Let me get this out of the way right at the start: I am neither a Valeant (NYSE:VRX) bull, nor a Valeant bear. I was once an investor in the company and did fairly well - I did not get out at the top (I'm not nearly that talented at timing my investments), but my returns were quite positive, so I do not harbor any negative feelings toward the company or its management.
I wanted to use the fairly simple DCF sensitivity analysis model I developed to analyze Valeant Pharmaceuticals. I had no idea going into the exercise what the result would be and no bias to try to engineer a specific outcome. Part of me expected the model to spit out a huge target price and part of me expected a negative target price (indicating a stock that will likely end up at or close to zero).
Note: I invite you to read my original article that outlines the DCF sensitivity analysis methodology. The basic idea is that since the results of a DCF analysis can be heavily skewed by making minor changes to the terminal growth rate or WACC (weighted average cost of capital), I have used a range of long-term growth rates and discount [WACC] rates in my analysis below. By using one's own estimate of long-term growth and an appropriate WACC (discount) rate, each individual investor can come up with their own target price for the security in question.
Looking back at the past five years of history, Valeant was able to maintain a fairly consistent ratio of Operating Cash Flows to Earnings - the average was 21.5%, which also happens to match the result from 2016. This is the value that was assumed moving forward. The lack of capex (R&D) spending is a well-known part of Valeant's strategy and while this may increase in the future, using the five year average of 4% of revenues seemed like a safe bet.
Although analysts expect a decrease in revenue this year of nearly 9%, they forecast modest growth for 2018. Trying to estimate Valeant's future sales seems like a very difficult task given the current political uncertainty, drug-pricing macroeconomic environment and potential future asset sales. My base case uses a 2.5% long-term growth rate, but the results table located at the end of the article provides model prices given a range of growth expectations (from 2-4%).
Choosing an appropriate discount rate for Valeant is also a challenge. Given the company's market capitalization is now below $4 billion and it has nearly $30 billion of debt outstanding, the "true" cost of Valeant's capital would technically be almost entirely the after tax cost of its debt (Valeant's tax rate is uncommonly low, so it does not get nearly the same tax benefit on interest payments as many other firms). Earlier this month, it issued medium-term notes with interest rates of 6.5-7%. For my base case scenario, I chose to use a discount rate of 8%, which is likely on the low side for a company with Valeant's recent baggage and uncertainty (again - you can choose a rate as low as 6.5% in the table at the end of the article).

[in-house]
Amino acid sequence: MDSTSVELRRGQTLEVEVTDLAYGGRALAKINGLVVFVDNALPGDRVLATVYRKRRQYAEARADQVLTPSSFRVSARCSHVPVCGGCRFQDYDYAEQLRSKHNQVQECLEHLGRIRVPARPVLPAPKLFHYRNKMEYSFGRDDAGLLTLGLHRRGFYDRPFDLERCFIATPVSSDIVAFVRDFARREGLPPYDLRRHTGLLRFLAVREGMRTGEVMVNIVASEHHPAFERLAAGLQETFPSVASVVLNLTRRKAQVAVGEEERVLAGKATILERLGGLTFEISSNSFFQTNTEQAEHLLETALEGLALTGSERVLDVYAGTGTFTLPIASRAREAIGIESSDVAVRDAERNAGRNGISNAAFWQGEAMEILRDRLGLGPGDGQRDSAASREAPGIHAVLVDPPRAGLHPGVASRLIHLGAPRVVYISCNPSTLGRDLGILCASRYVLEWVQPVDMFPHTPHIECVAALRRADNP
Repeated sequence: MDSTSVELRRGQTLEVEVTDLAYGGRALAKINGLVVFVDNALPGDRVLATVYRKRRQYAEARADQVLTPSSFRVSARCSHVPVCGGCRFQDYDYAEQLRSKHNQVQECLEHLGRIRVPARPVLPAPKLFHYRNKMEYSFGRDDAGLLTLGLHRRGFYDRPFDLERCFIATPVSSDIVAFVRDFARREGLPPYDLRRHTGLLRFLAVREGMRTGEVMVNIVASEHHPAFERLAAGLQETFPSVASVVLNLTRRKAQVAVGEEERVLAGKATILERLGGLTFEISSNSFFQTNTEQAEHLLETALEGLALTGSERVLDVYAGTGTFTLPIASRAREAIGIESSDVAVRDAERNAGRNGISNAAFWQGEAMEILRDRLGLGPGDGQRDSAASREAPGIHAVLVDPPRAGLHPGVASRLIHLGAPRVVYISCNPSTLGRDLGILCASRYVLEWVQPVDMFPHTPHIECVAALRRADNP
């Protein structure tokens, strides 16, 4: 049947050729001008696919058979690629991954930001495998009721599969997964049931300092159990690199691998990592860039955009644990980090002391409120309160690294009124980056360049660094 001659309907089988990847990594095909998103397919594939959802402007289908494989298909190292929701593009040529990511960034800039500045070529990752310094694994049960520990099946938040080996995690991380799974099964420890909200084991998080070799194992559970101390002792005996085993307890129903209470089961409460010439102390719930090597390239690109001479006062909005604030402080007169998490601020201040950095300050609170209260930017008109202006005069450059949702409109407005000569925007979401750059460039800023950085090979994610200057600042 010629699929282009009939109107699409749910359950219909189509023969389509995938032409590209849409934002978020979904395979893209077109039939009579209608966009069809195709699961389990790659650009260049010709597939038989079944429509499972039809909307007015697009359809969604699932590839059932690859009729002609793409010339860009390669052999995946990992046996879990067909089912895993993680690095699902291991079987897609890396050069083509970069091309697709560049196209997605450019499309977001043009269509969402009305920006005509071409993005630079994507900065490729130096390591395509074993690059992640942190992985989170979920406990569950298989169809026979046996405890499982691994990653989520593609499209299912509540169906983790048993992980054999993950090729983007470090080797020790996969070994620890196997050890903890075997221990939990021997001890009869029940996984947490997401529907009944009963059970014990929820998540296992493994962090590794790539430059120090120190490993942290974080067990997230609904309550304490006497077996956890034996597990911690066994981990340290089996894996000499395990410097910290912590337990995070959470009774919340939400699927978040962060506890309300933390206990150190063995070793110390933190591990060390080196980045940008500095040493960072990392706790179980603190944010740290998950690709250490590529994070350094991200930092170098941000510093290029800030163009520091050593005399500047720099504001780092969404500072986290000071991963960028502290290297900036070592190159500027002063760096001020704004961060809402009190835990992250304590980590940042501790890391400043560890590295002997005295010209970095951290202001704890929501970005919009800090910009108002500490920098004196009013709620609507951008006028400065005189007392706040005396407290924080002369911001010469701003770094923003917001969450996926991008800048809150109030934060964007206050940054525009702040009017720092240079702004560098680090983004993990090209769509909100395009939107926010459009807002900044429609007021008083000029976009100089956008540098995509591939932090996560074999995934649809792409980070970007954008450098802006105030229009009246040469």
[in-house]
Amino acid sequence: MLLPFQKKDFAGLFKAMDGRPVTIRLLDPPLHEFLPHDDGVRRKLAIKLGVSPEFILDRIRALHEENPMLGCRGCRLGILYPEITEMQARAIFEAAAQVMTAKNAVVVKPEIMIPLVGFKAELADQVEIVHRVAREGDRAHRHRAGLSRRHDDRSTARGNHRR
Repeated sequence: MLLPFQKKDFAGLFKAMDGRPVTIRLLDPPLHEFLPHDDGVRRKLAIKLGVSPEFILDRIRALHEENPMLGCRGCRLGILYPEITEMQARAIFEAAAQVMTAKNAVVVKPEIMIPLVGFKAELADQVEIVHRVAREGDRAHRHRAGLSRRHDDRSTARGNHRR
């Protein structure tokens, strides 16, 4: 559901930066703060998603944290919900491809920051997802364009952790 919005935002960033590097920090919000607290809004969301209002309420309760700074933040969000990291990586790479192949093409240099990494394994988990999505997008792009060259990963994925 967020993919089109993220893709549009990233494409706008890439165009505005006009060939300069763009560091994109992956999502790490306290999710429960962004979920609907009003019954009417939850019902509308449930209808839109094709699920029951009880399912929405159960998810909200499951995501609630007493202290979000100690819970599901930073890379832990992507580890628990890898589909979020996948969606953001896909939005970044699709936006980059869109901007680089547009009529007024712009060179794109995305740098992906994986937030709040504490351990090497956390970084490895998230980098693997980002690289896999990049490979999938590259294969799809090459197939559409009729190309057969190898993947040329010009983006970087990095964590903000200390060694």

If Valeant had no net debt, these free cash flows discounted to today at a rate of 8% would have a value of approximately $85 per share. Unfortunately for Valeant shareholders, Valeant's net debt of over $29 billion completely erodes this value. Given the above variables, the model's target price is $0.50 per share, suggesting that the present value of future cash flows, once adjusted for debt, is basically zero.
Summary of DCF Model Results:
To get a positive model price, one needs to assume either a very low discount rate (7.5% or less) or a more aggressive long-term growth rate (above 3%).
One critical piece to understand is that due to the high amount of leverage on the company's balance sheet, any minor change to the variables in the model can make a significant difference to its target price. For instance, lowering the discount rate from 8% to 7% (while keeping everything else the same) increases the target price from $0.50 (the road to potential bankruptcy) to $18.33 (more than 50% upside based on the current share price).
Valeant shareholders will likely argue that future asset sales will reduce this debt load. And they are likely correct. However, one would expect that divestitures will also reduce future revenues and cash flows (if a product or brand did not have future cash flow potential, why would another company pay for it?), thereby lowering the current value of Valeant's future free cash flows.
Maybe Valeant can grow organically (without further acquisitions) by more than 2.5% in perpetuity. Maybe its true cost of capital is 7% or less. Or maybe it will be able to sell a number of its products or divisions at hefty multiples. Each of these outcomes could make Valeant a strong investment at current prices. However, based on the results of my DCF analysis, under most scenarios, it is difficult to see how shares of this company have meaningful positive value.
Disclosure: I/we have no positions in any stocks mentioned, and no plans to initiate any positions within the next 72 hours.
I wrote this article myself, and it expresses my own opinions. I am not receiving compensation for it (other than from Seeking Alpha). I have no business relationship with any company whose stock is mentioned in this article.